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NTG's National Dementia Workshop Offerings
New and Noteworthy
An updated COVID-19 and Down Syndrome Resources Guide is now available. Covered is new information on the Delta variant, current safety recommendations, and important updates useful to families, organizations, and adults with Down Syndrome.
COVID-19 & Down Syndrome Resource Consortium issues statement on COVID-19 booster shots
The CDC has recommended, as of September 30th, that adults age 65+ and those age 18+ who live in long-term care settings, have underlying medical conditions, work in high-risk settings, or live in high-risk settings should receive an additional dose of the Pfizer-BioNTech COVID-19 vaccine after the initial 2 doses. Adults 18+ with Down syndrome are specifically noted as at risk and included among adults with 'underlying medical conditions.'
The Consortium's statement reads:
"The COVID-19 & Down Syndrome Consortium supports the CDC’s current guidance that states adults with Down syndrome age 18+ are eligible for a Pfizer COVID-19 booster shot. As adults with Down syndrome are at higher risk for severe illness associated with COVID-19, booster shots should be scheduled as soon as possible six months after their second dose of the Pfizer COVID-19 vaccine.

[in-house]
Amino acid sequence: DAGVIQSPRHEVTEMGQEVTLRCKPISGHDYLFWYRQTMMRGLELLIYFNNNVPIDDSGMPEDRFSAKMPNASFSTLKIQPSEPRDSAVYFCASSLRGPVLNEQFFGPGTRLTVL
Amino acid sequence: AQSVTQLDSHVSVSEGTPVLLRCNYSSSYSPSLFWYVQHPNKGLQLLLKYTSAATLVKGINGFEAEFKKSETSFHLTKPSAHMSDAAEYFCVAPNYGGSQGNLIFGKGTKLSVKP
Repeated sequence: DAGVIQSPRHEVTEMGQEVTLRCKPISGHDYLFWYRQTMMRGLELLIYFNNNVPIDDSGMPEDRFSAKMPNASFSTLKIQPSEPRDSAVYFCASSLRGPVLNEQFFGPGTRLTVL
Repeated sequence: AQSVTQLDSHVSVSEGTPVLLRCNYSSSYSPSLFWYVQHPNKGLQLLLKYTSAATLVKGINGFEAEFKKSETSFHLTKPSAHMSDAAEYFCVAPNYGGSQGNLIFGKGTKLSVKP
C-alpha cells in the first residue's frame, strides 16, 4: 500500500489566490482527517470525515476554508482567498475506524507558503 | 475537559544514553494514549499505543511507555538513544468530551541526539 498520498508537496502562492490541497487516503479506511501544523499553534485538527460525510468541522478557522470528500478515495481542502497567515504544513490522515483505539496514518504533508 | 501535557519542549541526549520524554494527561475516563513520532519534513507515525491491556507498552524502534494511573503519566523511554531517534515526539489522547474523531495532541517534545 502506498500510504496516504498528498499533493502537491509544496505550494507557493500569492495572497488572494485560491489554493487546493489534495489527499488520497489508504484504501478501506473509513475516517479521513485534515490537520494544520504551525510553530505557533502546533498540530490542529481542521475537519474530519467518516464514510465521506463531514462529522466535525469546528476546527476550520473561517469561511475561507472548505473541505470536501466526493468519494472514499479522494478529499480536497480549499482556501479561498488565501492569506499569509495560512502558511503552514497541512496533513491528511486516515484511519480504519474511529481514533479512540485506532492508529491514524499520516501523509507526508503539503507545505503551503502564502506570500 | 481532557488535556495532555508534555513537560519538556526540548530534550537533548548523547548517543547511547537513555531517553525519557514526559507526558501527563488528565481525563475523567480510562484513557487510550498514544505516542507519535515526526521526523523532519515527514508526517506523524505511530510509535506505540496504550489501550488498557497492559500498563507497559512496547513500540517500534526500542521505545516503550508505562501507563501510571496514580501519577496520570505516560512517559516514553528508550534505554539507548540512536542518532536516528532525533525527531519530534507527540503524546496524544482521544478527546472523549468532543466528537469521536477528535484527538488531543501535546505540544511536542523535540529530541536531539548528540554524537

Recent data show they are more likely than the general population to experience a “breakthrough” COVID-19 infection and/or experience more severe outcomes during a breakthrough infection. A “breakthrough” COVID-19 infection is defined as someone who gets COVID-19 even though they are vaccinated. Please note that adults with Down syndrome who are older and overweight are at higher risk for severe outcomes."
Update - The FDA has approved boosters using the Pfizer, Moderna, or Johnson & Johnson vaccines in the United States. The Moderna vaccine is recommended at 1/2 dosage. Current CDC guidance acknowledges that any of the acceptable vaccines can be used for a booster. Please check with your physician or health care provider for which one would be best for you."
NTG issues new FAQ on aducanumab and Down syndrome
A comprehensive FAQ has been issued by the NTG's Medical Advisory Group on questions that were raised about Biogen's new medication for treating Alzheimer's disease. "We are glad to make this available to families and providers who have questions and concerns about the use of this new medication," said Dr. Seth Keller, the MAG leader.